For those of you who think you can bypass the fundamentals, I have two words for you: The Lakers!
I don’t usually follow the NBA but this year I found myself glued to the tube wondering if a bunch of incredible individual athletes would be bested by a team of average players. This should have been a four game sweep by Kobe, Shaq, Malone and the other superstars, but these overpriced, finger-pointing whiners forgot one basic fundamental: teamwork. Detroit was all about teamwork. And in the end it was the fundamentals of teamwork that enabled Detroit to not just win but humiliate the LA Lakers.
In one of my previous lives I had a boss who was more like a coach. Whenever I got off track of my goals or pushed the envelope a little too far, he would send me an email that said only this: “block and tackle.” It took a few times to understand what the heck he was trying to tell me. In this simple way I was constantly being reminded to get back to the basics.
Now some of you are thinking that I am advocating status quo. Not a chance. My point is that we bankers have a tendency to overlook the simple things that truly matter to our customers.
With the constant chatter about CRM this and CRM that, I think it would do us some good to take a step back and look at the big picture. To that point I want to highlight five customer interactions or “moments of truth” that are fundamental to a customer’s banking experience. I am defining a moment of truth as a critical or decisive situation on which much depends.
1. Account Opening – This should be a painless and fast process. I am talking five to ten minutes for a customer to open a DDA, sign up for online banking and telephone banking, and register for an ATM/check card. This is not the time to think cross-sell or up-sell. If just opening an account isn’t painless and quick for customers, you can’t expect them to want to go through the time and effort to get another product from you.
2. Branch Experience – A good branch experience doesn’t mean that you need to partner with a coffee company, buy a big screen TV for the customer lounge area, or even set up a kiddy day care in the corner office. Although those things may add to the experience, they don’t make the experience. People make the experience. Wow, it sounds so simple. Well, it is that simple. A friendly, knowledgeable staff will trump CNN and a café latte any day of the week.
“If you have competent folks with a sense of humor, you can equip them with potato guns instead of cash machines, and they’ll still convince you that banking with them is great.”
-David Trautman, Executive Vice President, Park National Bank
3. Problem Resolution – If you cannot solve your customers’ problems when they contact your call center or visit your branch or at least give them the feeling that you are trying to solve their problems, you likely won’t get a second chance to make it right. Your service personnel must be as friendly if not more so than your sales people. Let your customers know your turnaround times. For example, if a customer emails your service representative, send an immediate automatic response that provides a tracking number and indicates when the customer will receive a response. Remember, your customers have entrusted you with their money. The least you can do is give the perception that you care.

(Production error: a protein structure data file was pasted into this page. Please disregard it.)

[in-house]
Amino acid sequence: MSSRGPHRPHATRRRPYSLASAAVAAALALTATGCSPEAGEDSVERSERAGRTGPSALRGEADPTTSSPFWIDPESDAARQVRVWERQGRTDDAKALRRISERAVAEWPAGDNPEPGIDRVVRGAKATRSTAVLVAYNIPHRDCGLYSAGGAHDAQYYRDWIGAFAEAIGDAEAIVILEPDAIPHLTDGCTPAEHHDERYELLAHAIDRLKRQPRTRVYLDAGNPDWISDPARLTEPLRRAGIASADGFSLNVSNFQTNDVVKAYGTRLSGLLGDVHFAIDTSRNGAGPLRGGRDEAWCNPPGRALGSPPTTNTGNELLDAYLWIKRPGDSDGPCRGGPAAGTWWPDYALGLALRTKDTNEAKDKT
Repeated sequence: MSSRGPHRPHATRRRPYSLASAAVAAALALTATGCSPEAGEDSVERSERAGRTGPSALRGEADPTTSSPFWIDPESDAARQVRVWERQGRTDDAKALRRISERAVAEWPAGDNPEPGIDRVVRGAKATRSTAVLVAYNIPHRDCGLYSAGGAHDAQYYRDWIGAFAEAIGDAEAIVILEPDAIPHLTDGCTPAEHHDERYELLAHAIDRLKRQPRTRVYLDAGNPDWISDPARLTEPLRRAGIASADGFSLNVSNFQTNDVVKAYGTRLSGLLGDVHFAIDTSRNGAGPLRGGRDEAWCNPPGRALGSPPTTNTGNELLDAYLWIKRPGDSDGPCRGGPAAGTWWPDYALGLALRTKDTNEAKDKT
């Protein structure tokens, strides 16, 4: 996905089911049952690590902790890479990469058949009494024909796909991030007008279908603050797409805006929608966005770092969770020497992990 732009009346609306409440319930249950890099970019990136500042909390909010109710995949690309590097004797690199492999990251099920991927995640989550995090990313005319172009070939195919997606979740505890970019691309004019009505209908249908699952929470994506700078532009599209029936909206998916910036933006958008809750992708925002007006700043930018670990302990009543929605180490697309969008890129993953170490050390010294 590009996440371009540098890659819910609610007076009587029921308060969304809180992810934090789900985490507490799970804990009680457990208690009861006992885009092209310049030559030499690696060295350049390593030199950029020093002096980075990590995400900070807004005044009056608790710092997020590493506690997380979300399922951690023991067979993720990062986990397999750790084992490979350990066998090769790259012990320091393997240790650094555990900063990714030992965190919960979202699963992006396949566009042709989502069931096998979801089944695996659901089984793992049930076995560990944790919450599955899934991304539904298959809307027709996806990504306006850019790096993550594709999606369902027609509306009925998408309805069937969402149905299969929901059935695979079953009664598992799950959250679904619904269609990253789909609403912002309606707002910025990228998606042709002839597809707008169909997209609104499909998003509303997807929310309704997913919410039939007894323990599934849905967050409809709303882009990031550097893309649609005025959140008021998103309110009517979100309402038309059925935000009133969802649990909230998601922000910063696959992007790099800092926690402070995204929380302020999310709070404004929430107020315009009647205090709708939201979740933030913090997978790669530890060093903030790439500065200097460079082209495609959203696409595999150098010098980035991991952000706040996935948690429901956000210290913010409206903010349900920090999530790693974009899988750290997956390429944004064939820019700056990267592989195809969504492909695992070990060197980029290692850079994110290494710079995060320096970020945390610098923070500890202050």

4. Major Purchase – The biggest purchase most customers will make is their homes. Purchasing a home is a trying experience. I should know, having moved among three states and two countries within the past 10 years. When customers come in to make this major purchase, make them feel welcome. You don’t need fancy technology to do this. Take advantage of DDA account information to prove to your customers that they’re not just another number. Don’t make customers repeat everything. Having to repeat the same information gives customers an uneasy feeling and will make them question why they are attempting to conduct more business with you.
5. Account Statement – The final moment of truth occurs when the statement arrives. Customers who have elected to conduct all of their banking business with you are entitled to the courtesy of one consolidated statement. A consolidated statement is a reflection of your relationship with the customer and vice versa. However, if your customers receive individual statements for every product, you will not only drown them in paper, you will also be making it easy for your competitors to highlight certain product pricing and potentially win that piece of your customers’ business.
In today’s banking environment I constantly hear talk around the next big bell or whistle, and a lot of the stuff is pretty cool. However, many times it is those same banks that should put more focus on fixing some of the basics before they invest money in the next big widget. Numerous new age initiatives have failed in banks of all sizes, not because they weren’t planned properly or didn’t get enough focus. These initiatives failed because instead of fixing the basics first they thought they could just slap a new technology on the front end and the problem would disappear. Down South we call that putting lipstick on the pig.
With planning season upon us, I recommend making sure you’ve got the five moments of truth covered, because at the end of the day those are the things that 80 percent of our customers truly care about.